Updated on July 3, 2022 9:16:41 PM EDT
Relevant activities will begin Tuesday morning when the Commerce Department posts Mays Factory Orders data. It is similar to the Durable Goods Orders report that was released last week but covers both durable and non-durable goods. This report usually doesnt have as much of an impact on the bond market as the durable goods data does. There is no reason to believe this report will heavily influence the markets or mortgage pricing. Current expectations are showing a 0.5% rise in new orders from Aprils levels. A noticeably smaller increase could cause a minor improvement in pricing.
Minutes from the June 14-15th FOMC meeting are next. They will be posted at 2:00 PM ET Wednesday, making this an afternoon event for rates. There is a possibility of the markets reacting to them, but I dont believe they will reveal a significant surprise that we did not get from the post-meeting statement, revised economic projections and press conference last month. Bond traders are looking for feelings about inflation and the size and frequency of planned rate hikes to control it. If there is a reaction, it will come during mid-afternoon hours Wednesday.
Junes ADP Employment report will be posted at 8:15 AM ET Thursday instead of the normal Wednesday release day. It has the potential to cause some movement in the markets if it shows much stronger or weaker numbers. This report predicts changes in private-sector jobs, using the companys clients that use them for payroll processing as a base. While it does draw attention, it is my opinion that it is overrated and is not a true reflection of the broader employment picture. It also is not accurate in predicting results of the monthly government report that follows a couple days later. Still, because we sometimes see a noticeable reaction to the report, it is on this weeks calendar. It is expected to show approximately 195,000 private sector jobs were added during the month. Bond traders would prefer to see a much smaller increase.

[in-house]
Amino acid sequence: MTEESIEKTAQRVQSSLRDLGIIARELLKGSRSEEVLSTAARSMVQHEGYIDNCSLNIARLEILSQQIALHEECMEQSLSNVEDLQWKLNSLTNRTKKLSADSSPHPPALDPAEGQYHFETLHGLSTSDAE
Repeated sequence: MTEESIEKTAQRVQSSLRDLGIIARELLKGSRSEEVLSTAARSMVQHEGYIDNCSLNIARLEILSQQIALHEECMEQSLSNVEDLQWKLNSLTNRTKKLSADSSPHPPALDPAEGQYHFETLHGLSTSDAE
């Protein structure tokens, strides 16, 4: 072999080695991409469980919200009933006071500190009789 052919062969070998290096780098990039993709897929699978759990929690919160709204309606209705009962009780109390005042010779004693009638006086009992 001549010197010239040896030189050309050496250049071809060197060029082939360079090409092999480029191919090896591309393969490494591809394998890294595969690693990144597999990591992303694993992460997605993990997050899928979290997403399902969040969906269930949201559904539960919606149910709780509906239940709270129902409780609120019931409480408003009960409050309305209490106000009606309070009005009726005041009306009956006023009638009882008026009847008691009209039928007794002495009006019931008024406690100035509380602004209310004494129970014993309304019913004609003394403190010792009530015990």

The big news of the week will be the June’s Employment report at 8:30 AM ET Friday. This highly important report will tell us Junes unemployment rate, number of new payrolls added or lost and some earnings figures. These are considered to be extremely important readings of the employment sector and can have a huge impact on the financial markets. The ideal scenario for the bond market is rising unemployment, a large decline in payrolls and no change in earnings. Weaker than expected readings would likely help boost bond prices and lower mortgage rates Friday. However, stronger numbers could be extremely detrimental to mortgage pricing. Analysts are expecting to see the unemployment rate hold at 3.6% and 260,000 jobs added to the economy last month, while earnings rose 0.3%. A higher unemployment rate, fewer new jobs and a smaller increase in earnings would be considered favorable news for rates.
Overall, Friday is best candidate for most important day for rates, but Wednesday afternoon may also be noticeably active if the FOMC minutes show some surprises. No day stands out as likely to be calm. Even though Tuesday has the least important report of the week, the markets often are active following a long holiday weekend. While we likely will not see the movement in rates we saw last week, there a couple days that could bring some volatility. Therefore, it would be prudent to keep an eye on the markets if still floating an interest rate and closing in the near future.
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